Happy Valentine’s Day!
Want to show love to your volunteers? Those team members sitting on your benefit auction committees would love it if you respected their time!
To that end, here are some tips to keep your meetings running smoothly.
Before the meeting …
1. Ask each committee chair for a time estimate of her remarks.
Ask how long she’ll need to update the group on her respective responsibilities, whether that’s invitations, sponsorships, or baskets. Depending on where you are in your auction cycle, some committees will need more time to share.
Put that time limit in your agenda for everyone to see.
2. Know that not everything needs a public discourse.
Mundane topics should not be thrown out for discussion unless you’ve built time into the schedule for it.
If your group is trying a new idea, sure … it’s OK to get some opinions from the larger group. Some decisions will be by consensus or vote.
But ultimately, a great many decisions will come down to the person who agreed to head the project. Often that is you (as Auction Chair) or the committee head. You can’t maintain momentum if every decision becomes decision-by-consensus.
At one of my recent auction’s, the committee felt that it was appropriate to leave teacher gifts (items like, “Bowling with 3rd grade teacher Mrs. Smith”) in the silent auction. But the two Auction Co-chairs felt strongly that the bidding became a visible and controversial popularity contest. They nixed the idea, despite protests. (Not all decisions are open for discussion.)
3. Build your agenda around what is most critical to getting accomplished.
If the auction planning can’t advance until a venue is decided … and the decision needs group input … discuss and decide that first.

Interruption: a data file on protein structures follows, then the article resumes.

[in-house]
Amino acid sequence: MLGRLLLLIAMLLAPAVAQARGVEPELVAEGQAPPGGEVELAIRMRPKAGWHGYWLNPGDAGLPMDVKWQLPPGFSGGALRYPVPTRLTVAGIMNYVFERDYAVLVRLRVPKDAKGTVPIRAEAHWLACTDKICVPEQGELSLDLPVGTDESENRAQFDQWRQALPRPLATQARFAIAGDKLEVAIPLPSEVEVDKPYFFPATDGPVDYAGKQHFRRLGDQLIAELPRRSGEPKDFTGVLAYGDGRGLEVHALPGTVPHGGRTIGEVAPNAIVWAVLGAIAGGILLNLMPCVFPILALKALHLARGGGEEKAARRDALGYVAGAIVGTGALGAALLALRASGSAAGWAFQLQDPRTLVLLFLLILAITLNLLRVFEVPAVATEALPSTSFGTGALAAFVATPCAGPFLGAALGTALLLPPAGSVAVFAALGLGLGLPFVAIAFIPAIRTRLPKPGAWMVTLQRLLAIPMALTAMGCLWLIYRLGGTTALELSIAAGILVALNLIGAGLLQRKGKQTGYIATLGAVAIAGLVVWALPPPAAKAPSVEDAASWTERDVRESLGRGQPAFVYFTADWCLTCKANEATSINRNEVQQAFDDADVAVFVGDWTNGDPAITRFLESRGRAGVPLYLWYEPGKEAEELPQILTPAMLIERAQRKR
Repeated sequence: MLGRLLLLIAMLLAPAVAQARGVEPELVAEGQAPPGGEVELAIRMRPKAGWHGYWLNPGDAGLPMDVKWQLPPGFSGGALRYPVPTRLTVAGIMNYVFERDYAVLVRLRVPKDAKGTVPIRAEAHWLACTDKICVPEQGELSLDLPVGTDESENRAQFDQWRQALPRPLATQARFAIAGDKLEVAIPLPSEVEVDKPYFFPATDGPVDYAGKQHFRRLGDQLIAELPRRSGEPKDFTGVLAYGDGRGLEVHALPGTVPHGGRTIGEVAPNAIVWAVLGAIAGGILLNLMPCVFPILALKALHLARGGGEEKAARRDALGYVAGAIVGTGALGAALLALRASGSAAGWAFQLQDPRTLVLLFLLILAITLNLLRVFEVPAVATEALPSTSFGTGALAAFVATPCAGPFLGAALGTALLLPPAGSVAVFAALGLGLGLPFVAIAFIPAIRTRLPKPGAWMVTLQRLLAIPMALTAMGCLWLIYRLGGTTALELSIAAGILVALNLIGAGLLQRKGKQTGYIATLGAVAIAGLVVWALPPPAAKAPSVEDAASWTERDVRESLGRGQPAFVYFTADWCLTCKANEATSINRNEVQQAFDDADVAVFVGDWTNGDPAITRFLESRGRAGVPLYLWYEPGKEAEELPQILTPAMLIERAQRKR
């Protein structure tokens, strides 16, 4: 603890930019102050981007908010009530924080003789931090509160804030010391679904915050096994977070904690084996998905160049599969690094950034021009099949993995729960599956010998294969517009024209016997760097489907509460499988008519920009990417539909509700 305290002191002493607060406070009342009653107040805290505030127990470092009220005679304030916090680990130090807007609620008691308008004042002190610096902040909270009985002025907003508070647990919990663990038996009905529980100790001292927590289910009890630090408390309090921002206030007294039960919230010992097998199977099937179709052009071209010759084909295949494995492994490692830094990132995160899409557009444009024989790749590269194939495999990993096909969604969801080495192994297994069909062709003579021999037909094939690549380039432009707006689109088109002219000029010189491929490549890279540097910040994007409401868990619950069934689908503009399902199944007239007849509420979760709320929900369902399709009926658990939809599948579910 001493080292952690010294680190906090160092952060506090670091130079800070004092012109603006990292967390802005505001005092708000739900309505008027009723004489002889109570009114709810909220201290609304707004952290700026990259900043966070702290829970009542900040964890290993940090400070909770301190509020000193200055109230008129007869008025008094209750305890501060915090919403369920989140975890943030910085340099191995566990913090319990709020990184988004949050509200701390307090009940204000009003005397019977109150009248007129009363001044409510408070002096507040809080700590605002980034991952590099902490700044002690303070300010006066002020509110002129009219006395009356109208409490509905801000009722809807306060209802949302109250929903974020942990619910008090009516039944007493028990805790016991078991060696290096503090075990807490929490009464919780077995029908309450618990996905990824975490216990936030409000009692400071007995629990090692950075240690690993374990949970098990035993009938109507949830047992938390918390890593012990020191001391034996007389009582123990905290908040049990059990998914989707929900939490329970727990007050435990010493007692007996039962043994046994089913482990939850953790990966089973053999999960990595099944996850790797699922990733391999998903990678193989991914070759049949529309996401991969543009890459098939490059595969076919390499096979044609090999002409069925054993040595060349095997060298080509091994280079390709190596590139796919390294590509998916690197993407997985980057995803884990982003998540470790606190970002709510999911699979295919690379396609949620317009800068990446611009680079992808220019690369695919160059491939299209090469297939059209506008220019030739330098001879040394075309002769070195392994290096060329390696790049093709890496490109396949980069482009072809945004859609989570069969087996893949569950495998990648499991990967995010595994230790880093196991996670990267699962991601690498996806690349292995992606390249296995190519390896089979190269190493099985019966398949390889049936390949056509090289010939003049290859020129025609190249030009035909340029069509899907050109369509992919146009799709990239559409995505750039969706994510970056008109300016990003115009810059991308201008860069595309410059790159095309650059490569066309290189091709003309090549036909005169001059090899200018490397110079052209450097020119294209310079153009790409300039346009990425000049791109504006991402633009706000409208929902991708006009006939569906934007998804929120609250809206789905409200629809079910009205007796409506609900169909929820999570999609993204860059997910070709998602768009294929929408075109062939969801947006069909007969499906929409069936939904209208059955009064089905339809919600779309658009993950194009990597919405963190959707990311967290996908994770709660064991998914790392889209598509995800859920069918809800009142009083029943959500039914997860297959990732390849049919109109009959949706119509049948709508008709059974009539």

“We can’t move forward until XYZ is decided,” you might say, “I like both options, so Janet is going to share the two ideas and then we’re going to vote.”
At the meeting …
4. Start on time.
Last week I listened to my friend complain about an auction committee on which she’s volunteering.
“I dialed in and no one was on the conference call for 10 minutes,” she said. “When they finally got on, it was clear they were pouring wine. They were oblivious to the fact that those of us dialing in had better things to do that night.”
She told me that they didn’t follow the agenda, and a volunteer who was supposed to update the group on sponsorships dropped off by the time they called her name.”
And then they wonder why they can’t get new blood on the committee,” my friend said.
Start on time. Follow the agenda.
5. Allot time for praising and celebrating wins.
As Auction Chair, you need to motivate your troops.
Make a big deal out of the wins. “Jaime got us a $300 sponsorship! Wahoo!” You’ll pay your volunteers not with money, but with excessive appreciation.
6. Encourage committee meetings.
Two weeks ago I went to a Catholic school to meet the Auction Chair and three committee women. We were going to decide which items should be in the live auction.
We walked into a conference room only to interrupt two women who were meeting to finalize the auction menu. As Auction Chair, you should encourage these other committee meetings.
The all-hands auction meeting you oversee should be devoted to updating the group on overall progress, making big decisions, and relaying information that other committees need to know. But your all-hands meeting is not the time to talk specifics about the menu or problems with individual donors. Push those discussions to committee meetings.
7. If someone gets long-winded during your meeting, it’s OK to interrupt.
“In the interest of time Maggie,” you might say, “I’m going to suggest that you and Julie have a separate discussion about that point and get back to us at the next meeting.”
You’re showing respect of everyone’s time by forcing that discussion to another time. In conclusion, when you run on schedule, volunteers aren’t afraid to get involved in helping with the auction. They know you’re organized and they’ll be able to plan their day around your meetings.